Northfield Center yarn business moves to larger location

April Helms
Kent Weeklies
Jeannine Hausch

NORTHFIELD CENTER – In a year dominated by headlines of businesses shuttering or downsizing due to the COVID-19 pandemic, it’s uncommon to hear about a business that has expanded.

But that is what happened with Long Tail Knits in Northfield Center, which opened this month at its new location at 148 E. Aurora Road. 

“I needed more room,” said Jeannine Hausch, the owner. “I probably outgrew my old space about 2 ½ years ago, so I’ve been looking for a while. It just took some time to find what I wanted that was right in the area.”

With the new space, Hausch said, “there’s more room for people to feel comfortable in the store, and we can do multiple workshops at the same time.”

Long Tail Knits, which opened five years ago this past November, sells yarn, hooks, knitting needles, looms and other craft supplies. The location also is the site for several workshops, including knitting, crochet, spinning, bobbin lace, weaving and needle felting.

Hausch said she was grateful for her loyal customer base for helping keep her store open in a challenging year.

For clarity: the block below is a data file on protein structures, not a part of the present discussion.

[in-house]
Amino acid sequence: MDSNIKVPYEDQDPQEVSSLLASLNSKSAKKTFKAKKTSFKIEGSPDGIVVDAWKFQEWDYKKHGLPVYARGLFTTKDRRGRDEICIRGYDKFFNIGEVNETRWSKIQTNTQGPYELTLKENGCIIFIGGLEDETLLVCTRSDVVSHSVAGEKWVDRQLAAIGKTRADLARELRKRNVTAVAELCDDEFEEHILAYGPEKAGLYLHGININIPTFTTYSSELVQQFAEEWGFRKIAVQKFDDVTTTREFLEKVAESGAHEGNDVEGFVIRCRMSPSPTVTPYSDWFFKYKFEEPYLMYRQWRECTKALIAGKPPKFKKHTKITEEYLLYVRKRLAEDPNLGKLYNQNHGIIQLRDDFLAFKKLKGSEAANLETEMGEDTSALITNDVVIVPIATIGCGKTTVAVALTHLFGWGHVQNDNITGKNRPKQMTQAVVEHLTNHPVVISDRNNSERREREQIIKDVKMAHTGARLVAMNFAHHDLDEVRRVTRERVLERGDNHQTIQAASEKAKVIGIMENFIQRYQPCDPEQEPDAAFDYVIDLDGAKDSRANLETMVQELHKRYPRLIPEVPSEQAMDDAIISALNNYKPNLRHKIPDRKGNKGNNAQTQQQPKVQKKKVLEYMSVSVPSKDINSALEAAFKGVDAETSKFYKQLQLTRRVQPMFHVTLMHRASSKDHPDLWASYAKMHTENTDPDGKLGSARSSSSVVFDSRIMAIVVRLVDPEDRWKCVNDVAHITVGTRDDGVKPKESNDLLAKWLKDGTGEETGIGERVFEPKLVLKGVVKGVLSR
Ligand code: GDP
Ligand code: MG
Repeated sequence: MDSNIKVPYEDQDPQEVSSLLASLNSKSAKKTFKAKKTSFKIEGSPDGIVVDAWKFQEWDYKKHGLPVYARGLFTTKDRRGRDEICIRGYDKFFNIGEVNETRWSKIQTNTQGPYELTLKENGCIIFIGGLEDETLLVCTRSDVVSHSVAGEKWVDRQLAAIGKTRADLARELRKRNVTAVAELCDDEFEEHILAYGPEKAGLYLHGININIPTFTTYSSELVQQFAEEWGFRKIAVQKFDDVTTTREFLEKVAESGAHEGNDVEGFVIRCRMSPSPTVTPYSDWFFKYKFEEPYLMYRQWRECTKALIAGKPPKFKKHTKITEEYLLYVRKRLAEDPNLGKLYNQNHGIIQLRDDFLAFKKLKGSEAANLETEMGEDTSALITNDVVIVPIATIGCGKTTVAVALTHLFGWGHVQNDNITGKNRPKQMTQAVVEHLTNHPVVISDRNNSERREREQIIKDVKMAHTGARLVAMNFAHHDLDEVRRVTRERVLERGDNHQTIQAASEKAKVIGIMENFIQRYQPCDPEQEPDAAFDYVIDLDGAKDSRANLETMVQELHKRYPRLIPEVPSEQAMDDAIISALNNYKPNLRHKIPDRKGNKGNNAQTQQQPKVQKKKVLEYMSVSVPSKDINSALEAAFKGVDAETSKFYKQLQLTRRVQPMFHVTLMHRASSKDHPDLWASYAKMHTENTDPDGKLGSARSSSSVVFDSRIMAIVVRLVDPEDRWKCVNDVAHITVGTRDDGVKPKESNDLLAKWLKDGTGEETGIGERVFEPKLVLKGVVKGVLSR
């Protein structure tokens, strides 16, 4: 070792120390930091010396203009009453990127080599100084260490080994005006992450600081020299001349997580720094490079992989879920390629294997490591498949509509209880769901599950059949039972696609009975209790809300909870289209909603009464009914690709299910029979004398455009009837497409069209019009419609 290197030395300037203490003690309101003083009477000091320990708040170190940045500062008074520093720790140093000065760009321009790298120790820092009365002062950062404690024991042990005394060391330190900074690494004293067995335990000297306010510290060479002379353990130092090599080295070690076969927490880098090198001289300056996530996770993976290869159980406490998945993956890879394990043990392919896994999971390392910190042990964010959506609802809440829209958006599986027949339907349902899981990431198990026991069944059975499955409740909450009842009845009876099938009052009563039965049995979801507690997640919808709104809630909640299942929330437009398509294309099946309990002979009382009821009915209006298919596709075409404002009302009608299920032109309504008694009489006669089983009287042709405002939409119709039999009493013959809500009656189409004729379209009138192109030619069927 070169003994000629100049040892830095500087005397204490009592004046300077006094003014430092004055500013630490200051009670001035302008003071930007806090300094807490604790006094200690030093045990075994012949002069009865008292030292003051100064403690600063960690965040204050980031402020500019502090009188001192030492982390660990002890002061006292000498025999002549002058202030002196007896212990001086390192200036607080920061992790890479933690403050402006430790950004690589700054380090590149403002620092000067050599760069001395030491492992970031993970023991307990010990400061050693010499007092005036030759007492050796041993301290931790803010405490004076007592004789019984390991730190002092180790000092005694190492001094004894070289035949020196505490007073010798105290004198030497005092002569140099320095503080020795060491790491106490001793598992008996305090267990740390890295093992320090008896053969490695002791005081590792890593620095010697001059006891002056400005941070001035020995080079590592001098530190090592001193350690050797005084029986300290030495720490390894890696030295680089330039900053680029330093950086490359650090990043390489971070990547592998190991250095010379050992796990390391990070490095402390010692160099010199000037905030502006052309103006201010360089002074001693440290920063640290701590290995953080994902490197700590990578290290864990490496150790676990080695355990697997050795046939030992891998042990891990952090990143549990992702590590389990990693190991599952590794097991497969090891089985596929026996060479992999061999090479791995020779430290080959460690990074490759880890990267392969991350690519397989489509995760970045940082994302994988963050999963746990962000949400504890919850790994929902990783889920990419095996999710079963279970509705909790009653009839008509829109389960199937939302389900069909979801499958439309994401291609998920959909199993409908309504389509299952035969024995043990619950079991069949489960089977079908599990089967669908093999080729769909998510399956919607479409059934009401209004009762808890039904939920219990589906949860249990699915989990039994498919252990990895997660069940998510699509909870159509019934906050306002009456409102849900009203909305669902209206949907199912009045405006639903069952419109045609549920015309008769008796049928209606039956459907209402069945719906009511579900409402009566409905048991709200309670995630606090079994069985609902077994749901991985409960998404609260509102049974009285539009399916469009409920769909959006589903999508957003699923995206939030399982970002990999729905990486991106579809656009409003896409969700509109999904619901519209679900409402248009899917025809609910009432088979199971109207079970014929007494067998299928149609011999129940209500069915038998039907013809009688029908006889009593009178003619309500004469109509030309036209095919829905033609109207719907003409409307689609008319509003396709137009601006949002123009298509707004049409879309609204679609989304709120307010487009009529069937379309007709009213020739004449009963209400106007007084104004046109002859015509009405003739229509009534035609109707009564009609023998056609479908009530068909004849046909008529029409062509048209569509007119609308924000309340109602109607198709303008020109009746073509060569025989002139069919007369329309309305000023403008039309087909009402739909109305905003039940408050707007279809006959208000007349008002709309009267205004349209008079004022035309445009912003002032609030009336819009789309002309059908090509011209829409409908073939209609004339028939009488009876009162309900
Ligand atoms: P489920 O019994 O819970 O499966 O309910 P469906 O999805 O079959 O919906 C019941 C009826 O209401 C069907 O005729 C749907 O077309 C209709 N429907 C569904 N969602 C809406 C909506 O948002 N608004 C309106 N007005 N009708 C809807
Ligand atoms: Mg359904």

“The six to eight weeks we had to close hurt because I was on track for having a record year, but my customers have been very loyal,” Hausch said. “They called with their orders and we did curbside service. I also have an Etsy store they have purchased items from. That helped me get through. My customers have been really good about making sure I stay in business.”

Hausch said she had been working in a manufacturing facility, but she also got together with people on a regular basis to knit, crochet and do crafts.

“I often helped them with their projects, and they kept saying ‘you should open a store,’” she said. “And that’s what I did.”

The name of the store comes in part from a knitting technique.

“Also, a lot of people associate knitting and crochet with the picture of the grandma in a rocking chair, with her cat,” Hausch said.

The store offers workshops for those who wish to try a new skill, Hausch said.

“We wear masks, and for those who want one we have face shields,” Hausch said. “I teach knitting and crocheting. We start out with something basic like a scarf, then we do a hat. Once they learn those two items, they can do what they want.”

Reporter April Helms can be reached at